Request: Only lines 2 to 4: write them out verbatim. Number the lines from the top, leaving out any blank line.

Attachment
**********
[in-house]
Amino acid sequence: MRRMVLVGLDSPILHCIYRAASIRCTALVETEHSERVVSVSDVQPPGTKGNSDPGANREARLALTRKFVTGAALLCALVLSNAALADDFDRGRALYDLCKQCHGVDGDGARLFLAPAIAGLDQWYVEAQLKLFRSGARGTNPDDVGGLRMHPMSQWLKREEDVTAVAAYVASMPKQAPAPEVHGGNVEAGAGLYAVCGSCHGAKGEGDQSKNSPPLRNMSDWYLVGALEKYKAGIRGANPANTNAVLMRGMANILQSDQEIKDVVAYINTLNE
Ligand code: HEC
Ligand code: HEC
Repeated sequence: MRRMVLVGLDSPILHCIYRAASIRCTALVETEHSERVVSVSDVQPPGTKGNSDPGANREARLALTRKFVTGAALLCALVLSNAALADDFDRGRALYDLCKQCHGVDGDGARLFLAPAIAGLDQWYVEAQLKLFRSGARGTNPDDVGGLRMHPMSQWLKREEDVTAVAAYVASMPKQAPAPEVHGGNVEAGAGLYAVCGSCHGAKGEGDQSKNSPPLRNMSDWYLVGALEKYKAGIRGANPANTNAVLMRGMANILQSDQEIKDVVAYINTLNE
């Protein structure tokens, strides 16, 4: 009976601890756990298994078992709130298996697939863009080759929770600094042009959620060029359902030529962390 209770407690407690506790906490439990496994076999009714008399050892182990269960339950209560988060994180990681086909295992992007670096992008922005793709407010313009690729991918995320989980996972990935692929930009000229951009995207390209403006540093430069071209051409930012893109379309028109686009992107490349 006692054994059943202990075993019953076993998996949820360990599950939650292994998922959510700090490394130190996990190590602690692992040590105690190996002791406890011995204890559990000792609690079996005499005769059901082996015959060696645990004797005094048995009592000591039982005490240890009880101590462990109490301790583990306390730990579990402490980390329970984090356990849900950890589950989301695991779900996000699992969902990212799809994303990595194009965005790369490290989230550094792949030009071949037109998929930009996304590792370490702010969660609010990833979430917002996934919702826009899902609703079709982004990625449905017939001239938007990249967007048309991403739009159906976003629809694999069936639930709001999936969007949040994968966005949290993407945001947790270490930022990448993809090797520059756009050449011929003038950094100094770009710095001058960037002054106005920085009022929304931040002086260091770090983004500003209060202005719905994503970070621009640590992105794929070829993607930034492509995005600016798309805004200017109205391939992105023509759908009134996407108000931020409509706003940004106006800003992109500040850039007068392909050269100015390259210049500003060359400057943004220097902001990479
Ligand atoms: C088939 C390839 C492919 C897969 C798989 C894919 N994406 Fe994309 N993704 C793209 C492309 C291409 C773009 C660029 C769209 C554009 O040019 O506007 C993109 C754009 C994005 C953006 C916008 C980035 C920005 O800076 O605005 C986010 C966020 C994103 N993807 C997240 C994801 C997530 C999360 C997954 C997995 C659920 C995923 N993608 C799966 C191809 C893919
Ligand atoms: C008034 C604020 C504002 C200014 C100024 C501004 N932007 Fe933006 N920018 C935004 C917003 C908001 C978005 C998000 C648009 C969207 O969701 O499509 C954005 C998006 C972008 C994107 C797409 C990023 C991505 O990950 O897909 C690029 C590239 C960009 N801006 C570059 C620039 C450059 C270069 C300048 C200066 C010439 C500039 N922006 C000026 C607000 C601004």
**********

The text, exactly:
Amino acid sequence: MRRMVLVGLDSPILHCIYRAASIRCTALVETEHSERVVSVSDVQPPGTKGNSDPGANREARLALTRKFVTGAALLCALVLSNAALADDFDRGRALYDLCKQCHGVDGDGARLFLAPAIAGLDQWYVEAQLKLFRSGARGTNPDDVGGLRMHPMSQWLKREEDVTAVAAYVASMPKQAPAPEVHGGNVEAGAGLYAVCGSCHGAKGEGDQSKNSPPLRNMSDWYLVGALEKYKAGIRGANPANTNAVLMRGMANILQSDQEIKDVVAYINTLNE
Ligand code: HEC
Ligand code: HEC